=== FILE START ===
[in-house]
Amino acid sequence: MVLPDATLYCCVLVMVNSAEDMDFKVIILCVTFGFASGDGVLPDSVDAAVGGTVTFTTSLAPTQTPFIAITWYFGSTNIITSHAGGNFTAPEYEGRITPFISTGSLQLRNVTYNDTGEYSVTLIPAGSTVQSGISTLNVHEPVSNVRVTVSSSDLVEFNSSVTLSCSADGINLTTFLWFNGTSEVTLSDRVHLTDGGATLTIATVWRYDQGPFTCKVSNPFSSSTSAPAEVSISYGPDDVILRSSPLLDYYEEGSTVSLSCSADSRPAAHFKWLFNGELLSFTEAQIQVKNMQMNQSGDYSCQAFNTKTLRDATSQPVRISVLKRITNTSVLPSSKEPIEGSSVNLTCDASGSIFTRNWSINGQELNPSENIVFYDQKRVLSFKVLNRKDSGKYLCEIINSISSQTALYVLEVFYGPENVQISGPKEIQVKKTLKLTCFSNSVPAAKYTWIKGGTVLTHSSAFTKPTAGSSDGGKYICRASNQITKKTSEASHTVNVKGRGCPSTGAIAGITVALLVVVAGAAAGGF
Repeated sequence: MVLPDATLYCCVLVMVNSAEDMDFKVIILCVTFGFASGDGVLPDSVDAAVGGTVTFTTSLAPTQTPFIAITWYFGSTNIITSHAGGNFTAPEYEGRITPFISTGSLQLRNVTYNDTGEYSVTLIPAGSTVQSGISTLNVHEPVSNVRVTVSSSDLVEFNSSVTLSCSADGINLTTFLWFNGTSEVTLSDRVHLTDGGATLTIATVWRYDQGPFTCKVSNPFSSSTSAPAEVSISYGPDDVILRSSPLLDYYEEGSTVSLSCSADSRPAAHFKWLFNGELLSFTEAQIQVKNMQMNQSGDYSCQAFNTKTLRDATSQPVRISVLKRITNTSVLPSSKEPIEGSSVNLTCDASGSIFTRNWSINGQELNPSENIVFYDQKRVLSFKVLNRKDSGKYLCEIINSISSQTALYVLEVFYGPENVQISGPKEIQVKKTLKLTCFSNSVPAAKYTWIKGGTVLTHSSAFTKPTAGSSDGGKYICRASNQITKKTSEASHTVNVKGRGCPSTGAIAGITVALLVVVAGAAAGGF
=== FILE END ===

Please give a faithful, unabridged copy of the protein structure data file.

[in-house]
Amino acid sequence: MVLPDATLYCCVLVMVNSAEDMDFKVIILCVTFGFASGDGVLPDSVDAAVGGTVTFTTSLAPTQTPFIAITWYFGSTNIITSHAGGNFTAPEYEGRITPFISTGSLQLRNVTYNDTGEYSVTLIPAGSTVQSGISTLNVHEPVSNVRVTVSSSDLVEFNSSVTLSCSADGINLTTFLWFNGTSEVTLSDRVHLTDGGATLTIATVWRYDQGPFTCKVSNPFSSSTSAPAEVSISYGPDDVILRSSPLLDYYEEGSTVSLSCSADSRPAAHFKWLFNGELLSFTEAQIQVKNMQMNQSGDYSCQAFNTKTLRDATSQPVRISVLKRITNTSVLPSSKEPIEGSSVNLTCDASGSIFTRNWSINGQELNPSENIVFYDQKRVLSFKVLNRKDSGKYLCEIINSISSQTALYVLEVFYGPENVQISGPKEIQVKKTLKLTCFSNSVPAAKYTWIKGGTVLTHSSAFTKPTAGSSDGGKYICRASNQITKKTSEASHTVNVKGRGCPSTGAIAGITVALLVVVAGAAAGGF
Repeated sequence: MVLPDATLYCCVLVMVNSAEDMDFKVIILCVTFGFASGDGVLPDSVDAAVGGTVTFTTSLAPTQTPFIAITWYFGSTNIITSHAGGNFTAPEYEGRITPFISTGSLQLRNVTYNDTGEYSVTLIPAGSTVQSGISTLNVHEPVSNVRVTVSSSDLVEFNSSVTLSCSADGINLTTFLWFNGTSEVTLSDRVHLTDGGATLTIATVWRYDQGPFTCKVSNPFSSSTSAPAEVSISYGPDDVILRSSPLLDYYEEGSTVSLSCSADSRPAAHFKWLFNGELLSFTEAQIQVKNMQMNQSGDYSCQAFNTKTLRDATSQPVRISVLKRITNTSVLPSSKEPIEGSSVNLTCDASGSIFTRNWSINGQELNPSENIVFYDQKRVLSFKVLNRKDSGKYLCEIINSISSQTALYVLEVFYGPENVQISGPKEIQVKKTLKLTCFSNSVPAAKYTWIKGGTVLTHSSAFTKPTAGSSDGGKYICRASNQITKKTSEASHTVNVKGRGCPSTGAIAGITVALLVVVAGAAAGGF